Insadong is one of the larger outdoor markets in Seoul. It is best known as the art district is Seoul, but there are plenty of antiques to be found there as well. There is a ton of shopping and street performers galore. As an English teacher in South Korea, Insadong has become of my favorite places to visit when I am in Seoul.
Last weekend, a fellow English teacher and I were walking around Insadong and were commenting on how good all of the food looked. Being a huge fan of street food, as well as trying new things, we ended up with the obvious conclusion that we needed to attempt to eat our way through the district. Our task would be to stop at as many street food venders as we could before reaching the subway station. As with any challenge, we wanted to be thorough about it, so we walked to the end of the street and prepared ourselves for the guttural task ahead of us.
We began by treating ourselves to a good ole fashion lemonade in a Ziploc bag. Our reasoning was twofold. First, we were bound to get thirsty. Second, we decided it would be good to increase the difficulty of our challenge by having something hard to hold on to throughout our journey. On a side note, it has become very popular for venders to sell drinks in this fashion. There was even a second cart next to this one that sold cocktails that come in a convenient bag.
Next stop was hotteok. This is a personal favorite of mine. Hotteok is similar to a fried pancake filled with cinnamon, honey, and nuts. It is more of a food for the winter, but I love it year round. In addition, whenever I travel on the bus, they are one of my inevitable purchases from the rest stop.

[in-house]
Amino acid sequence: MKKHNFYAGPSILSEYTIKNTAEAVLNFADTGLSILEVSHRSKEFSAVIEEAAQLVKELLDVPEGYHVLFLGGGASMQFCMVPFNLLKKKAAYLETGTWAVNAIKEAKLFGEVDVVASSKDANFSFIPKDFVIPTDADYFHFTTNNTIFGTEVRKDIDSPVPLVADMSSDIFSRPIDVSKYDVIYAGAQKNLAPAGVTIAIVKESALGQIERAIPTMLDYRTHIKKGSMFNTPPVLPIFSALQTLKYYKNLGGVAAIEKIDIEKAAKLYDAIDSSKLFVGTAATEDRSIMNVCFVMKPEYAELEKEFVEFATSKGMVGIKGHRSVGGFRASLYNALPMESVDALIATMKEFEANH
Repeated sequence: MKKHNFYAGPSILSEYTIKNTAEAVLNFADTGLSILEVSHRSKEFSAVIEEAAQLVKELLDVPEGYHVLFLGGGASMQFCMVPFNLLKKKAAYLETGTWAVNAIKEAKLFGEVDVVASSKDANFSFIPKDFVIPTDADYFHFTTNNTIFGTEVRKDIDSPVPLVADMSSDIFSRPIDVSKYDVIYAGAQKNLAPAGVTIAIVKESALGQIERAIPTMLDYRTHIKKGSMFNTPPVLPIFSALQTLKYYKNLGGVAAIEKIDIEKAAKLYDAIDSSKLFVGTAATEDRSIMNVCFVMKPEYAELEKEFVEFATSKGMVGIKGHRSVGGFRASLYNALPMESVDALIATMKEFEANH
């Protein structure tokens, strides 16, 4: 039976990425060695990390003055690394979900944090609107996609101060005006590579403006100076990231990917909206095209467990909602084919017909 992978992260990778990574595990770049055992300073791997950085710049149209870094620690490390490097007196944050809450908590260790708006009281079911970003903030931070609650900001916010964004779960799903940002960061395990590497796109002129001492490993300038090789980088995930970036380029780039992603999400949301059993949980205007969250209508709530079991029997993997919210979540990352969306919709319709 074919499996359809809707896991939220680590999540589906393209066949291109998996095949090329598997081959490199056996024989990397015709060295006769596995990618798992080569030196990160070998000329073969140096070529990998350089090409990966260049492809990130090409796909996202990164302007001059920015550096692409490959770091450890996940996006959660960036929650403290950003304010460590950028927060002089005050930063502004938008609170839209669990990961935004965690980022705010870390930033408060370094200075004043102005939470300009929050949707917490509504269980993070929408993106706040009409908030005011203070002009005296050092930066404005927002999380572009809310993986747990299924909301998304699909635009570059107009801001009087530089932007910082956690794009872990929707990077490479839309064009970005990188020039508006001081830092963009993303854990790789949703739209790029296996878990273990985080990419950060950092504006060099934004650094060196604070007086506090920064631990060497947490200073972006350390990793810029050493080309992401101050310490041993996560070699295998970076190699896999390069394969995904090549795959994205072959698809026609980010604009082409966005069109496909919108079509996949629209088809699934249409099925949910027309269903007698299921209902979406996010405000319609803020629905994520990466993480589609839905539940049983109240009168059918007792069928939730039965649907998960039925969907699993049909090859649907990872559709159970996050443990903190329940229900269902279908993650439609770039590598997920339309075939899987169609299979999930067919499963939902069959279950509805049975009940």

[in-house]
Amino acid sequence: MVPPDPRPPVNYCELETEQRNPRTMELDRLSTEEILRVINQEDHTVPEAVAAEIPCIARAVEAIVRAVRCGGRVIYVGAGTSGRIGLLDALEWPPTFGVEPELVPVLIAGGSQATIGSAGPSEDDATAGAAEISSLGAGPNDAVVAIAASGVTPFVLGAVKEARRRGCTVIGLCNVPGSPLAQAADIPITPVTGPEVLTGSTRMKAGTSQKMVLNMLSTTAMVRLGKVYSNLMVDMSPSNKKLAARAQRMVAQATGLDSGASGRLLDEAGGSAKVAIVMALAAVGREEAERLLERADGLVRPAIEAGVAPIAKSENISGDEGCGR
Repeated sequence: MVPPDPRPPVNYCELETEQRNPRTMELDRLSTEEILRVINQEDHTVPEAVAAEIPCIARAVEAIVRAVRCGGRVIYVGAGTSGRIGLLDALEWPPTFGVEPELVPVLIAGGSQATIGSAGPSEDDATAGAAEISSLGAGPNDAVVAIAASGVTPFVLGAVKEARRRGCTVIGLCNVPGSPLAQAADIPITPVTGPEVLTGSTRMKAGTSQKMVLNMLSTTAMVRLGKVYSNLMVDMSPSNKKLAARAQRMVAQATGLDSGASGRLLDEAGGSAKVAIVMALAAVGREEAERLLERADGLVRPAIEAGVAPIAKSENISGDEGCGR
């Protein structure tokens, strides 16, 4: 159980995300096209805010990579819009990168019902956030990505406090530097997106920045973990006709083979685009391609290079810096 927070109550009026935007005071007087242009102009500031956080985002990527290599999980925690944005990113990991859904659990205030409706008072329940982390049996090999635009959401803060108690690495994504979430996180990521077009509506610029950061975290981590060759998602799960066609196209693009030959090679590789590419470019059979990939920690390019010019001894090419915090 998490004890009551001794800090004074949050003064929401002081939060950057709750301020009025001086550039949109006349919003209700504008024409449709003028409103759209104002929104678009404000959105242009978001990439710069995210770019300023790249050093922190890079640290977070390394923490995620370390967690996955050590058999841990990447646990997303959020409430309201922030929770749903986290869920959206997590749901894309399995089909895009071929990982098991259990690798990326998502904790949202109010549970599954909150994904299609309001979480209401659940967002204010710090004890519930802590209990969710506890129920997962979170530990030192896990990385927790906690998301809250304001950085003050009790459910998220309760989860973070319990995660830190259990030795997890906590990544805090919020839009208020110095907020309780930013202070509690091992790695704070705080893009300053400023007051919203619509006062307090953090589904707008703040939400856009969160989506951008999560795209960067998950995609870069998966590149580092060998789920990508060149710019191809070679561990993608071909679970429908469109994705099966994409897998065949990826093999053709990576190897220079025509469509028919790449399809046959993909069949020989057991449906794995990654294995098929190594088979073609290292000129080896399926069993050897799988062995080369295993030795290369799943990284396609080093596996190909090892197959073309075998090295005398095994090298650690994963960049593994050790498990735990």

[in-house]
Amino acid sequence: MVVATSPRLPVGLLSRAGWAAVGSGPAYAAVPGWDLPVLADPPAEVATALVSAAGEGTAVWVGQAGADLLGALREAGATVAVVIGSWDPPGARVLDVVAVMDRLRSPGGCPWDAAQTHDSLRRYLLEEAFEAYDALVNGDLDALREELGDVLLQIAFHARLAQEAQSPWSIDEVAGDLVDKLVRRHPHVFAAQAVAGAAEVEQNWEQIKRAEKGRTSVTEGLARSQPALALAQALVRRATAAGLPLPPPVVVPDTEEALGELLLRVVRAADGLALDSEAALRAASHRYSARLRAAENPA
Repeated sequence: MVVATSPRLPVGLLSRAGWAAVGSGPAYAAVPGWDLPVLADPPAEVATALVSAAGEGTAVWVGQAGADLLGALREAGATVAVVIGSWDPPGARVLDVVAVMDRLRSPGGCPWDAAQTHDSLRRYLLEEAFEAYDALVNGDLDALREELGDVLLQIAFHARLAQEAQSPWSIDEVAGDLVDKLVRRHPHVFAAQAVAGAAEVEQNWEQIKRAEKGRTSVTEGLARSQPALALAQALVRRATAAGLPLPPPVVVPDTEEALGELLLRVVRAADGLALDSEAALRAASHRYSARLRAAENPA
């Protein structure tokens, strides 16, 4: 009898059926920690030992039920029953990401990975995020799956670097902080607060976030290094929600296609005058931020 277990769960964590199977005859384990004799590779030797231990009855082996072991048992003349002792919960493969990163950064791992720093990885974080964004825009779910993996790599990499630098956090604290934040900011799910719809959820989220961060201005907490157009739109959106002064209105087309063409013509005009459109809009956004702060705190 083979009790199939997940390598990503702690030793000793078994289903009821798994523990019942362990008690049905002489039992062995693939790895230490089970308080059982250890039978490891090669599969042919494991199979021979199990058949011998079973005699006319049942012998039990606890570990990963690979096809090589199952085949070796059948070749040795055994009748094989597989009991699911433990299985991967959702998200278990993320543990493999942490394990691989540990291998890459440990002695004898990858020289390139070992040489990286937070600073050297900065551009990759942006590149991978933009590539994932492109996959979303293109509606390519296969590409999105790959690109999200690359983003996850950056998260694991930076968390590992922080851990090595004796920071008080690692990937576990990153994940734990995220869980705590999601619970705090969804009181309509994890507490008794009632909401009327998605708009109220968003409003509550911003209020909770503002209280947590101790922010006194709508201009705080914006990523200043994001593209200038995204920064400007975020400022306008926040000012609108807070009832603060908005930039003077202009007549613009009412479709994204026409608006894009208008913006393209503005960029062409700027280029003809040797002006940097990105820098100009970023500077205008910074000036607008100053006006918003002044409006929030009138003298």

Following the hotteok, we moved on to the sweet custard bread. In order to make them, the person adds the batter to mold. After they begin to form, they add a dollop of red bean paste into the middle. These are very similar to manjoo, but with manjoo, they add custard instead of red bean. These are super tasty, but be careful because the red bean gets super hot!
Then, we decided to try something that neither of us had seen before- chalba. Chalba turned out to be like a street version of the hot pocket. While they offered flavors such as: autumn squash, curry cheese, bulgogi, and sweet potato, we decided to go with the pizza chalba. As with any pizza in Korea, it was full of corn, cheese, sauce and meat. This was my fellow teacher’s favorite food of the day, but something about the sauce made it a little too sweet for me.
After the chalba, we moved on to dakkochi. This is basically the same as a normal barbeque shish kabob. You really can’t go wrong with ordering them from street vendors. A quick tip- they usually leave scissors out on the stand for you to use to cut down the stick as you eat it. Just make sure that you are careful as you cut it (mine may have flown off and almost hit an innocent bystander).
Finally, what food challenge would be complete without dessert?
Our first stop was one that we had been joking about all day. We had seen people eating this awfully funny looking take on traditional ice cream. Given that we were on a challenge, we had to try it. In the end, it tasted like a typical ice cream cone, but with an added comic value.
The last food we went for was called kkultarae. These are traditional court cakes. The history kkultarae is that they were presented for the kings and court guests. In order to make it, they begin by taking a large circle of solid honey and proceed to stretch it. To keep it from sticking together, they use a flour mixture. Then, they proceed to twist and fold it until they have reached 16,000 strands. This represents the prayer for longevity, health, and good fortune. This was my favorite food of the day.
In the end, we decided that we accomplished our mission. We may have skipped a few of the most common street foods, but overall it was a success. Next time you are travelling around Korea, try to spice things up with making a challenge of your own!
Nash Brodsky grew up in Denver, Colorado and is currently teaching for CDI in Gwangju, Korea. After graduating from the University of Massachusetts with degrees in Psychology and Music, he decided to embark on first year living abroad by taking on the challenges of teaching in a foreign country. With the excitement of teaching children and the adventures of living in another country, Nash is enjoying every minute of what Korea has to offer. Follow Nash during his time abroad!